[22] Three other calls went unanswered. “At no stage throughout the day did Michaela ask [the reporter] not to contact her. It is worth noting she also provided a statement to theODT to be used in the article”.

[23] Michaela did say in the final message of the day – around 8pm – that she had not appreciated being contacted by theODT. The reporter apologised at the time.

[24] At no time did the ODT identify her, he says.

The Decision

[25] The similarity between the words in the statement and those in the article is unsurprising. Indeed, anyone giving comment to media would hope to see those comments reported in much the same language and tone as they had offered them.

[26] While the current reliance of institutions and public sector agencies on press releases rather than interviews does discourage openness and exposes media (and the institutions themselves) to the kind of scepticism expressed by the complainants, it is perfectly reasonable for journalists to use such releases in their reporting.

[27] The article’s angle is the university’s response to the claims aired on Sunday. That is a legitimate and common angle, especially for a local paper. The story accurately reports the university’s position. If theODT had only reported the university’s position or the statement had made up the vast bulk of the story that would have fallen short of our principles. The Council has upheld complaints of that nature in the past, when statements are run almost verbatim. But in this case the ODT spoke to three other sources who disagreed with the university and stood by theSunday story, providing balance,

[28] News stories on contested events always contain differing opinions from the parties involved, but reporting those conflicting opinions in what is clearly labelled a news story in no way confuses the line between fact and opinion.

[29] The complainants’ unease about the reporting of the university’s opinion is largely due to their belief it’s not clear what is fact and what is opinion. However the Council does not believe most readers would share their concerns or confusion over which statements were attributed to Otago University.

[30] The concerns stem from paragraphs 6-12 of the article. But the first of these paragraphs refers to the statement, the third attributes the Vice Chancellor, the fourth and fifth quote her and the 11th again attributes the claim to the university. Seen as a whole, it is clear this part of the article is laying out the university’s point of view. Paragraphs seven and 12 lack attribution, but they are what is called ‘reported speech’ and in this context are clearly part of the university’s comments.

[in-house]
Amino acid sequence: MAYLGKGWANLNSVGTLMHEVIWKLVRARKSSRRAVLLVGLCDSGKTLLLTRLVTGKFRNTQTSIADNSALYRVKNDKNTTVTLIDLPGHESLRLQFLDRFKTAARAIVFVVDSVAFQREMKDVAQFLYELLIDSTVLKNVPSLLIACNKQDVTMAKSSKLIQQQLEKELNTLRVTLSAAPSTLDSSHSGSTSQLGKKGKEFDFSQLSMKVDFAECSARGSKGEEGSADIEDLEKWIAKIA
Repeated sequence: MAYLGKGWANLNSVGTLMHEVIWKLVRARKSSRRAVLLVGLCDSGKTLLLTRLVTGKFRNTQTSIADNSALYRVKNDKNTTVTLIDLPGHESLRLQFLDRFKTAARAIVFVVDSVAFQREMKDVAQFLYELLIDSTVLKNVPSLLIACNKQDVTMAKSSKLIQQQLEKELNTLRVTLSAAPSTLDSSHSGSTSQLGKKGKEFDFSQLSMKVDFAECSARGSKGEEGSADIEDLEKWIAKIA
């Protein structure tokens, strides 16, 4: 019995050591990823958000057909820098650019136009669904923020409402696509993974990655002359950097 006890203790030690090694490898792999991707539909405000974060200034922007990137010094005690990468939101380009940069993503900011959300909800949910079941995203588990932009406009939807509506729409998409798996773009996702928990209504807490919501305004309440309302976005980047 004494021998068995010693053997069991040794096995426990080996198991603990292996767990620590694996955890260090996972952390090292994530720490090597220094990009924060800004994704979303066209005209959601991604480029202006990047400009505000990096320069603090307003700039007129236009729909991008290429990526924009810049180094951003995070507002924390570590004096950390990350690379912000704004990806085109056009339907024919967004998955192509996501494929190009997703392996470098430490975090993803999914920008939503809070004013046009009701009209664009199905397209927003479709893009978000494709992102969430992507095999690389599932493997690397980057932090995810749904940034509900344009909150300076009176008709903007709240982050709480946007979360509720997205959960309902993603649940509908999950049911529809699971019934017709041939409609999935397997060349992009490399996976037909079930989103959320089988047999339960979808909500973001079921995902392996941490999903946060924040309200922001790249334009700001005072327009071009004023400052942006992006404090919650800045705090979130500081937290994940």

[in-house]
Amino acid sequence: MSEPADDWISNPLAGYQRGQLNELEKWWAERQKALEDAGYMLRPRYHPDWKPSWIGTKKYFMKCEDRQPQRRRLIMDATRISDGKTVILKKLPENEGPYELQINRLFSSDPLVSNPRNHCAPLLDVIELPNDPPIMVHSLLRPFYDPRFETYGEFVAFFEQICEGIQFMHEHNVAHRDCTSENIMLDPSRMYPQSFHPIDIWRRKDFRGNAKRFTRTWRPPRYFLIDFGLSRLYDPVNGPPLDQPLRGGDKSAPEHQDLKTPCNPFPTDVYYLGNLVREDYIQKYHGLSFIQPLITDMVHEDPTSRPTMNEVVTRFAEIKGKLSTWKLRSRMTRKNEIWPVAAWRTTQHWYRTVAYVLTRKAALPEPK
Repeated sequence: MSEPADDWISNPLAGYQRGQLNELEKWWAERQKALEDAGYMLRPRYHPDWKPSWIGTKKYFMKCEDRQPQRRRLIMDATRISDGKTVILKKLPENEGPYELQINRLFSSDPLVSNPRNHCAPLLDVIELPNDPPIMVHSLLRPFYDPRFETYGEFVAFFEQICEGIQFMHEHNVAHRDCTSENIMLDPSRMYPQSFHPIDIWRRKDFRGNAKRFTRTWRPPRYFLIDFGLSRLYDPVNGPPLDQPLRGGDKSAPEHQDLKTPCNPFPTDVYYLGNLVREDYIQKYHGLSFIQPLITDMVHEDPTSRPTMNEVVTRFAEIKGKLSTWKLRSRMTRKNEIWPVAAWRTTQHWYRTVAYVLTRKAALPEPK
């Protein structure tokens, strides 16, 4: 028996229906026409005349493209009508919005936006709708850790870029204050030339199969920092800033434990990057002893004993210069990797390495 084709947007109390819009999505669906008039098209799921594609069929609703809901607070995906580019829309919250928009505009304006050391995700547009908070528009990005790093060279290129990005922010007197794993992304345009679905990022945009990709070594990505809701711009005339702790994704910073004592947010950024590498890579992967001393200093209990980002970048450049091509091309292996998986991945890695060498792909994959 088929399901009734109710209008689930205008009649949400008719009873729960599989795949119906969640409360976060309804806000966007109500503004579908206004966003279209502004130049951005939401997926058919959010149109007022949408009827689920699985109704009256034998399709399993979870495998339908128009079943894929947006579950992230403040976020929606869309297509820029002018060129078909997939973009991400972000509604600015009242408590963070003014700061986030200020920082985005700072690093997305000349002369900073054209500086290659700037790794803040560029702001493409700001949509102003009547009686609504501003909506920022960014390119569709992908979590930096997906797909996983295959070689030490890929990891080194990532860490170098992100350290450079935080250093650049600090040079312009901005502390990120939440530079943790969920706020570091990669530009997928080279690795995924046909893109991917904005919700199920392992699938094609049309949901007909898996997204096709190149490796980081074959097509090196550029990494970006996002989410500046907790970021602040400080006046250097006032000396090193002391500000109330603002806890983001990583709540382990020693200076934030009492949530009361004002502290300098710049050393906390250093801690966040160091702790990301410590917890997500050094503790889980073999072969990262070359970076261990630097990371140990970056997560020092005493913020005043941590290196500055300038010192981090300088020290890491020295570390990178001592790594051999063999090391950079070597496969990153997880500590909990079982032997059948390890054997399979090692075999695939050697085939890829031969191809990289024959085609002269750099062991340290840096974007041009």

[31] Another example of reported speech can be seen immediately after this section.Sunday Executive Producer Jane Skinner is quoted in paragraph 13 and paragraph 14 is clearly a continuation of her comments, even though there is no specific attribution.

[32] The complainants raise further issues with the reportage of the university’s emails (eg “straw man arguments”), but they draw us into the rights and wrongs of the university’s statement and that is beyond our remit. Suffice to say the university has a right to express a view, the article reports those views accurately and readers can decide who to believe.

[33] The headline accurately conveys the substance of the article. We have no reason to doubt theODT’s claim the similarity to the statement’s headline is coincidental; the words used are common, factual and do not bias readers towards the university. It – and the comments taken from the statement – in no way suggest theODT lacks independence on this issue.

[34] The privacy complaint raises the fraught issue of how reporters deal with victims of sexual violence. As our principles state, victims must always be treated with “special consideration”.

[35] In this case Michaela is said to have felt unsafe, which will please no-one. TheODT has apologised in its response.

[36] However the Council does not believe the reporter acted inappropriately. Michaela had spoken toTVNZ about her story and had been interviewed by this reporter before on the issue of sexual violence. It was reasonable for the reporter to seek an interview. More, to have attempted to write the story without offering the victim at the centre of the claims a voice would have demeaned and patronised her and lacked balance.

[37] If Michaela had said she did not want to talk and the reporter had kept calling or her personal information was disclosed, the Council would be likely to look on this differently. But, by theODT’s account, the reporter was seeking the documentary evidence to substantiate Michaela’s claims about the university’s concern for its reputation and then offering Michaela a right of reply to the university. Those requests gave her a voice (if she wanted it) to speak against the comments being made by a powerful institution.

[38] For all the reasons discussed the complaint under Principles 1, 2, 4, 6 and 10 is not upheld.

Media Council members considering this complaint were Liz Brown, Craig Cooper, Jo Cribb, Tiumalu Peter Fa’afiu, Jonathan MacKenzie, Christina Tay and Tim Watkin.

Ben France-Hudson took no part in the consideration of this complaint.

Rosemary Barraclough and Hank Schouten stood down to maintain a public member majority.